Not to worry, we are paying for the McD’s fraud and millionaire status of the woman along with the other injustices that paid liars create everyday. It’s a disgrace how the criminals have corrupted the U.S. judicial system for profit. The expression “Only in America” certainly applies as other countries refuse to even hear these bogus product liability lawsuits.

      • Jorge says:

        Paul, you like many people can be duped by information meant to deceive you. It shows in your post above as you completely missed the critically important point that the plaintiff has the personal responsibility to NOT pour/splash the hot coffee on herself. McD’s didn’t pour the coffee on her, she poured/splashed it on herself through negligence and ignorance. It’s NOT McD’s responsibility to teach people NOT to place hot liquids between their legs when in a moving vehicle or any time for that mater. It’s called personal responsibility except when someone can become a millionaire through fraud and manipulation of the U.S. judicial system.

        BTW – Super heated water does not stay superheated once the pressure is released. When filling the coffee cup the coffee is exposed to atmospheric pressure meaning the fluid temp drops rapidly. In reality is makes ZERO difference if the coffee was 165 F or 212 F a FOOL would still get burned by pouring/splashing ANY hot coffee/liquid on themselves.

        The point that you like many other people miss is that IRRESPONSIBILE BEHAVIOR is what caused this accident. NO ONE WITH A CLUE places a hot cup of coffee between their legs in a moving vehicle for the very obvious reason that there is a high probability of getting burned. Placing a hot cup of coffee between your legs is IRRATIONAL and IRRESPONSIBLE behavior. The side show antics by the paid liars to convince you and other gullible people that McD’s is at fault is just smoke and mirrors and you fell for it.

        In any other country but the U.S. the woman would never have had her case make it to court as the judicial system refuses to accept these fraudulent cases brought by siren chasers. It doesn’t take a rocket scientist to figure out that you don’t pour a hot fluid on your body and then sue someone for your ignorance – except in the U.S. where the paid liars have destroyed the judicial system – FOR HUGE FINANCIAL GAIN.

        The fact is the paid liars want to blame someone else for the irresponsible behavior of their clients. That is precisely how the paid liars reap fortunes and reward irresponsible behavior while making ignorant people millionaires. Many other countries toss these bogus cases and chastise any unscrupulous lawyers who try to bring them.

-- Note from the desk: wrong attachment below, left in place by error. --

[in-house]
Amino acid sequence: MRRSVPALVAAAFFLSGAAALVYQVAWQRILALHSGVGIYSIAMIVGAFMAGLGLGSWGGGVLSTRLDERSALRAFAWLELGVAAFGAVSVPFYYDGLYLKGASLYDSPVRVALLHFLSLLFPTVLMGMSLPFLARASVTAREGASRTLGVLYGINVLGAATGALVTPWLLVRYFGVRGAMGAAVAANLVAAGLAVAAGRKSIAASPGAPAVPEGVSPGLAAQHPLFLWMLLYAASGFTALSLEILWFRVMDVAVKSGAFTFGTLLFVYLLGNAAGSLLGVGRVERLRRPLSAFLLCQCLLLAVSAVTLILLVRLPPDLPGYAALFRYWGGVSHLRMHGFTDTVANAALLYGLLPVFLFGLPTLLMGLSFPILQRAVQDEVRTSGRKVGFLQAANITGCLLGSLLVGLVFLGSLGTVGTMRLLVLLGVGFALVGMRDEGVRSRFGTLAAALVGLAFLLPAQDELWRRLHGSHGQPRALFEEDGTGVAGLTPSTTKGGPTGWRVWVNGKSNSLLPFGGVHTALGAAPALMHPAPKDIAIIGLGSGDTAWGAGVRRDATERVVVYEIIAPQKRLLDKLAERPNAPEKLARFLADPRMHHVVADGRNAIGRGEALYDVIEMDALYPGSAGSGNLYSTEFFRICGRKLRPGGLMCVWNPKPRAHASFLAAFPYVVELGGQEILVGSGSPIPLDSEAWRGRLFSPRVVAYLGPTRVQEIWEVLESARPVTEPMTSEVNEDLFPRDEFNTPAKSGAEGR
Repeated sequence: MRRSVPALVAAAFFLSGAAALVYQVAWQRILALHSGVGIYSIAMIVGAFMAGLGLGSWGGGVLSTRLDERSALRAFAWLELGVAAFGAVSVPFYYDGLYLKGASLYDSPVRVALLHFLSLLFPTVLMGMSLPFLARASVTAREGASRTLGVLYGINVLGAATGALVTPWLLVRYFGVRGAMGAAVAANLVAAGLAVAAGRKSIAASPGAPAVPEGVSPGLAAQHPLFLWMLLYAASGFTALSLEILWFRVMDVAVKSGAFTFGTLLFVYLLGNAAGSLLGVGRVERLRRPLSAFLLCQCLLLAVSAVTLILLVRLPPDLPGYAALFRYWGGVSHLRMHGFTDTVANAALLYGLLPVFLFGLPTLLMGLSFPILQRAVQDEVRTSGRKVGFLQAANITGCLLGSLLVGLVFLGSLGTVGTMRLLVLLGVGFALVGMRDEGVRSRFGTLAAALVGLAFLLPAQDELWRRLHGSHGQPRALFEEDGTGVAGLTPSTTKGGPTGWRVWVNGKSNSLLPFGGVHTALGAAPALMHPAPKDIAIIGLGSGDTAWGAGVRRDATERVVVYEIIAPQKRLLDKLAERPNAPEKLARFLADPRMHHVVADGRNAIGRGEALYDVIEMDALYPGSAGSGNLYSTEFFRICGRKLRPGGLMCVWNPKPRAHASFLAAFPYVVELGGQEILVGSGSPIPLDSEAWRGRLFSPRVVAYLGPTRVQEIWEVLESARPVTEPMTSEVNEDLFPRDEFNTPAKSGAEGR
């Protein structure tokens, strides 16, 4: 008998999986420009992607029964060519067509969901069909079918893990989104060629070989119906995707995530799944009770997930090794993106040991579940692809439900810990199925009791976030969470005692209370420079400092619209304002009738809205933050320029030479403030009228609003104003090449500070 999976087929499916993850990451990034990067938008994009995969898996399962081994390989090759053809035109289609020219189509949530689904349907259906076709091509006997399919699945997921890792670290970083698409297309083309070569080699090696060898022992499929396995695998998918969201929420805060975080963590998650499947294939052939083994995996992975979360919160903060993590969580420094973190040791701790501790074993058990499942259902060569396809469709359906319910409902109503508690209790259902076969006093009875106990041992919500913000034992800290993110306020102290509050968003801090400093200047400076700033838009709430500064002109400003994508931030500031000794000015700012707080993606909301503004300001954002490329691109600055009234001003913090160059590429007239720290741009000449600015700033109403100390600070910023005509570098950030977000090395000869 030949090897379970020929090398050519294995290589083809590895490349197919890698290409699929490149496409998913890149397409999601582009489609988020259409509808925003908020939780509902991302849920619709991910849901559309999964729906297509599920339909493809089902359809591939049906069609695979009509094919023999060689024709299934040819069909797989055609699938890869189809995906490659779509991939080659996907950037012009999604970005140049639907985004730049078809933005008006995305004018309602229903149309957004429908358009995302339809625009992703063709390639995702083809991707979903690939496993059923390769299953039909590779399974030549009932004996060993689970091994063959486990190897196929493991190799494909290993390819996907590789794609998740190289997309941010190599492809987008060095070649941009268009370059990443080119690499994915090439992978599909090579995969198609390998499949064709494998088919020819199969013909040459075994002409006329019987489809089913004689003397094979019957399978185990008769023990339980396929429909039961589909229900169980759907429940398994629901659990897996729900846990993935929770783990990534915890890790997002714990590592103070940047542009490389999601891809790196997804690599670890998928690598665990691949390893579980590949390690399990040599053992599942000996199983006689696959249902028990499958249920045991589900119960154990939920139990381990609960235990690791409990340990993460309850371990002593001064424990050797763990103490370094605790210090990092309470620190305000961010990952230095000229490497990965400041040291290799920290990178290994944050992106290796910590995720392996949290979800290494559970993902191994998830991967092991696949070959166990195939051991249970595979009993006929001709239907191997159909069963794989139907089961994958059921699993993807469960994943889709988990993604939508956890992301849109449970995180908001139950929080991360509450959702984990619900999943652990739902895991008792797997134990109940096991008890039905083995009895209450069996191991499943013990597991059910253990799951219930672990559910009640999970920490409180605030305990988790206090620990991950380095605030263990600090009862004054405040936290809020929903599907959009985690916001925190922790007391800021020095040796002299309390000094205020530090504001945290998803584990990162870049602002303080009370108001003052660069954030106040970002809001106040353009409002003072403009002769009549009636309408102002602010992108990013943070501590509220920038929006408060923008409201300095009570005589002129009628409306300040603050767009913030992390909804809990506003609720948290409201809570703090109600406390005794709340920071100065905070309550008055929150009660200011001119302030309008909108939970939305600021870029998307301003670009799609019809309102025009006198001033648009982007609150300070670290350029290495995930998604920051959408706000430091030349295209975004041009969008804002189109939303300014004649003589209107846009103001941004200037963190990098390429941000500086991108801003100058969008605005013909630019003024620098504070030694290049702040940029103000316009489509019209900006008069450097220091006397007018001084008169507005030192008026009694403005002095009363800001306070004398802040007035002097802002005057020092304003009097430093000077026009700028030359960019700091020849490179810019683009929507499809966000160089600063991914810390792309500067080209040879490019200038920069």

The bottom line is NO responsible person places a cup of hot liquid between their legs in a vehicle driving down the road and becomes a millionaire for their personal negligence – except in the U.S.

        So unfortunate YOU also got duped in the McD’s hot coffee case because you focused on the side show, i.e. “the coffee was too hot” instead of focusing on the personal responsibility of the woman who purchased the coffee and placed it between her legs. To make the point crystal clear… If I bought a cup of McD’s hot coffee and I tossed it in someone’s fact and they got severely burned, would it be my fault or McD’s fault? McD’s didn’t toss the cup of coffee, I did. The same applies in Stella’s case. She placed the hot liquid between her legs and she got burned due to her irresponsible behavior. McD’s didn’t place the coffee between her legs. What you and most people fail to comprehend is Stella’s negligence is precisely what caused the accident, not the temp of the hot liquid and not McD’s.

        Stella’s windfall profit from her irresponsible behavior is precisely why a woman recently claimed she bought a cup of coffee at a McD’s drive through and then she claimed that they or she spilled it on her, burning her arm. It was just as fraudulent as Stella’s case but she staged the event and didn’t report it for a week or so. Thus it was obviously a scam just like Stella’s case.

        Now you know how paid liars reap fortunes by duping you and other people on a jury. You completely missed the fundamental issue of personal responsibility in this case due to the smokescreen the paid liars used. It’s blatantly obvious from your post above. And you actually still believe today that McD’s was at fault for Stella’s negligence when Stella and only Stella is responsible for her actions, not McD’s. The facts in Stella’s case show your beliefs and conclusions to be incorrect but due to the fact that you and the jury focused on the circus act, you too got duped. The paid liars are laughing all the way to the bank.